Prior to 2015, there were various problems with the practice of debt collection in Thailand. There were instances of collectors using physical violence, abusive language and public shaming against the debtors to push for repayment of debt. In an effort to curtail these practices, the Debt Collection Act (“the Act”) was passed in 2015 to provide for a fair and standardised collection mechanism.
The intention of the Act is to regulate the way creditors collect debts and applies to all debt collectors, from individual creditors, business operators and financial institutions. Debt collectors are defined as a creditor who makes a loan to a debtor, while debtor refers to a natural person and a natural person surety. The definition of debt collectors is also extended to a lawyer authorised by a creditor, debt collector and debt collection business and a debt collection business. Lawyers who collect debts on behalf of their clients are not considered as debt collectors.
The Debt Collection Supervisory Committee (“Committee”) has been set up and tasked with the role to execute and supervise the Act. The Act applies to all types of debts whether legal or illegal and aims to protect all natural persons against abusive debt collectors. This could lead to oversight by business operators due to the legal implication and regulatory framework under the Act. The definition of business operator is the same as under the consumer protection law which is defined as “a seller, a producer for sale, a person ordering or importing the goods into Thailand for sale or a person purchasing goods for resale or a person providing a service and also includes a person operating an advertising business”. This definition covers most, if not all, business entities and thus if you are operating a business and your customers/clients or the surety are natural persons, you are subject to certain limitations on how to collect your debt.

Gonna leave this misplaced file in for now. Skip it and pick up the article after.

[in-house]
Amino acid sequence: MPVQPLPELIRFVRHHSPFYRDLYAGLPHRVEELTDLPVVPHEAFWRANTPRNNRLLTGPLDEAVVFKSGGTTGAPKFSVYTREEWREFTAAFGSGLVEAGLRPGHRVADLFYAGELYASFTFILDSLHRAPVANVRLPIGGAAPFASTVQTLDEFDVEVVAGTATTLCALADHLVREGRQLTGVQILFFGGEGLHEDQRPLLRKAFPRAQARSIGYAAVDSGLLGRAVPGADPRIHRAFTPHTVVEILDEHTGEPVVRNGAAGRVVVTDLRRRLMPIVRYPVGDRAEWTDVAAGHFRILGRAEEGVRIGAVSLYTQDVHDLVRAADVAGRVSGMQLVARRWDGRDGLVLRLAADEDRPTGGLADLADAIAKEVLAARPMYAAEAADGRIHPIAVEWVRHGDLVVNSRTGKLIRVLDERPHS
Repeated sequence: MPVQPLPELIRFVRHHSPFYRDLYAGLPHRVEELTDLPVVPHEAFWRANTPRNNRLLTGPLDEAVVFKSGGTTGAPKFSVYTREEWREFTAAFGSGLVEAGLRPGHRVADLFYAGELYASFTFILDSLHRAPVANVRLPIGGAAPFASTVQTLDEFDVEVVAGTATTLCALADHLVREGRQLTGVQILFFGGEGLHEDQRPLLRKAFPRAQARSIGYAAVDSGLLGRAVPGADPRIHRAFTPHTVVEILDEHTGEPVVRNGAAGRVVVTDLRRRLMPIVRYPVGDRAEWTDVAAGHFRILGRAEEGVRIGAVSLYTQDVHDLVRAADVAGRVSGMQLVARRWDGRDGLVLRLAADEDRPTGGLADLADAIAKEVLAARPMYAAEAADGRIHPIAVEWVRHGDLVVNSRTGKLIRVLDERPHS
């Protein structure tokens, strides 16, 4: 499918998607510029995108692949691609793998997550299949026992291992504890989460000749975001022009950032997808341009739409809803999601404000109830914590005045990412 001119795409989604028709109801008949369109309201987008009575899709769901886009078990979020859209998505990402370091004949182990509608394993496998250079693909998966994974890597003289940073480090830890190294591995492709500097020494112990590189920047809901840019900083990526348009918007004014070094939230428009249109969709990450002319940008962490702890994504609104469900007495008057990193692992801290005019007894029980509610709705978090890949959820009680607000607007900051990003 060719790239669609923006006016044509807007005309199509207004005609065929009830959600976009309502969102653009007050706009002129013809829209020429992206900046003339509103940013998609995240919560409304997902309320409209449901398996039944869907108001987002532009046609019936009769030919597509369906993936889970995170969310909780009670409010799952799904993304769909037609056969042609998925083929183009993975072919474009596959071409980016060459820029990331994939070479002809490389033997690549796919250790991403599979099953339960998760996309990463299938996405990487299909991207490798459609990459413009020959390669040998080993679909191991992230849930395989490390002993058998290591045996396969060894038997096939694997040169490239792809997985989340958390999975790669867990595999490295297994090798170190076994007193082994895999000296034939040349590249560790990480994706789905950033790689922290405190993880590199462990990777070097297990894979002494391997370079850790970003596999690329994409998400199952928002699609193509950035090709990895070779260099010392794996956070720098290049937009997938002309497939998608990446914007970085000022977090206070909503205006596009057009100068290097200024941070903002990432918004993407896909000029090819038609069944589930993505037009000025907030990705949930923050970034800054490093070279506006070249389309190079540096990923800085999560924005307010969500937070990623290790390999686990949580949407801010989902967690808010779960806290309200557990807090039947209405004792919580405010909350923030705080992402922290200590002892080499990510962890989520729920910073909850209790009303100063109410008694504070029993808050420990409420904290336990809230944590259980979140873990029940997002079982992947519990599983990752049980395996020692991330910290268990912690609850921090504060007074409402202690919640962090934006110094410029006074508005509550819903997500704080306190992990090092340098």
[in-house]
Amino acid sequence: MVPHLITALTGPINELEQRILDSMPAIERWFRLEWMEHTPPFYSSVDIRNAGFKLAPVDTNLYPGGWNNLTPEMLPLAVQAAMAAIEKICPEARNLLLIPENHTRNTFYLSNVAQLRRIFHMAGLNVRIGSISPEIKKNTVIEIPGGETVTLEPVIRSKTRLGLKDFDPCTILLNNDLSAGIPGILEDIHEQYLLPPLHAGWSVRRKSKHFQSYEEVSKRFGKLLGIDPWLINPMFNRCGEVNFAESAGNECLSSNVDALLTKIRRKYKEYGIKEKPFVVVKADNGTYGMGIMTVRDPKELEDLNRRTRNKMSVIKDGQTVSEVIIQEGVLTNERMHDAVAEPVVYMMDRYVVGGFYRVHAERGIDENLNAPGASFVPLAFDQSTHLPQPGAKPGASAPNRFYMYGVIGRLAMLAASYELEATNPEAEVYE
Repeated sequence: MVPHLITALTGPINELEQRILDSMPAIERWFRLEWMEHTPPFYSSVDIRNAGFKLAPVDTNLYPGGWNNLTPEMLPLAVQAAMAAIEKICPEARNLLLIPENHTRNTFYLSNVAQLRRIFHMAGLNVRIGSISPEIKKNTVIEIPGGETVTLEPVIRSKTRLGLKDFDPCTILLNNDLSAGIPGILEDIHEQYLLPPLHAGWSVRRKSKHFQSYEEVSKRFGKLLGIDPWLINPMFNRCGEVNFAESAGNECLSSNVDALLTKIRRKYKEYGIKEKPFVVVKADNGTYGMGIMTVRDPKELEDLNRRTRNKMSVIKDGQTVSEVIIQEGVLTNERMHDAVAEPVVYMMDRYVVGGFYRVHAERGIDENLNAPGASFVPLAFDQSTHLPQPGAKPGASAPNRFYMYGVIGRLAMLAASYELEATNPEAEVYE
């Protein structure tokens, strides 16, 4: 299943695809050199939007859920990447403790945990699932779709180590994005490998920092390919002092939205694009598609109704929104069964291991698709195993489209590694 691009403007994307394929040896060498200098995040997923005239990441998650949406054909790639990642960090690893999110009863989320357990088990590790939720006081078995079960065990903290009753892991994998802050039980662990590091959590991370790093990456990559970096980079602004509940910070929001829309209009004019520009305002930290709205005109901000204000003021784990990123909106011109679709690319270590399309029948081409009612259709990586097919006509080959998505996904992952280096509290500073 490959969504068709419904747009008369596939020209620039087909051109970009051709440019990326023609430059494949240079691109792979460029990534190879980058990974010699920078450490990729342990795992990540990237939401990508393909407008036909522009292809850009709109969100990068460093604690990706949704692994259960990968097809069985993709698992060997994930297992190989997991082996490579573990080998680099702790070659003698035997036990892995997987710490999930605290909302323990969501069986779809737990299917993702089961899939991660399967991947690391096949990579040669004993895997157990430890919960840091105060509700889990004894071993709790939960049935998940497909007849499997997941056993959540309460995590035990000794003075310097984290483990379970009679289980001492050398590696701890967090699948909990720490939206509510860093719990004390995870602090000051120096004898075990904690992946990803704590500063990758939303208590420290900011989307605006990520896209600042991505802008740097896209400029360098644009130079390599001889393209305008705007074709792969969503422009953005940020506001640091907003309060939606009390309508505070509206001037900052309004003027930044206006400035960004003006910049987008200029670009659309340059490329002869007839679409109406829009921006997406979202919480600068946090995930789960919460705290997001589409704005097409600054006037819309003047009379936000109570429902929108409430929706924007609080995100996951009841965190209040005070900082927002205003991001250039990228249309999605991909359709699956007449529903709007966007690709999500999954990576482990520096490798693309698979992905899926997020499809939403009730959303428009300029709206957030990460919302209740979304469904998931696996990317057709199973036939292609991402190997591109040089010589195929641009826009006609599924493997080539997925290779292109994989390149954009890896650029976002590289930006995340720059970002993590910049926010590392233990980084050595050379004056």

A debt collector is prohibited from contacting other persons who are not debtors. This means that communication must only be with the debtor or another person authorised by the debtor. A debt collector can only contact a third party to question or confirm the whereabouts of the debtor. In doing so, the debt collector is limited to only identifying themselves and enquire on the whereabouts of the debtor. Except in the case where the other person is the spouse, parents or children of the debtor, the debt collector is not allowed to disclose the debt of the debtor.
When communicating about the debt, the debt collector must maintain the confidentially of the debtor. This means that they are not allowed to use any message, sign, symbol or business name of a debt collector on any correspondence that may indicate that the correspondence is related to debt collection.
When the debt collection is made by an authorised lawyer, the debt collector must inform his or her name, last name or the name of his or her organisation and those of the creditor and the amount of debt. If the lawyer collects the debt in person, the lawyer must also show evidence of authorisation for the collection of debt.
In the event where contact is made in person or by post, it must be made to the debtor at the place indicated for debt collection purpose. Where no place is indicated, or the debtor remains uncontactable after multiple attempts, contact can be made at the place of domicile, place of residence or place of employment of the debtor or other places as allowed by the Committee.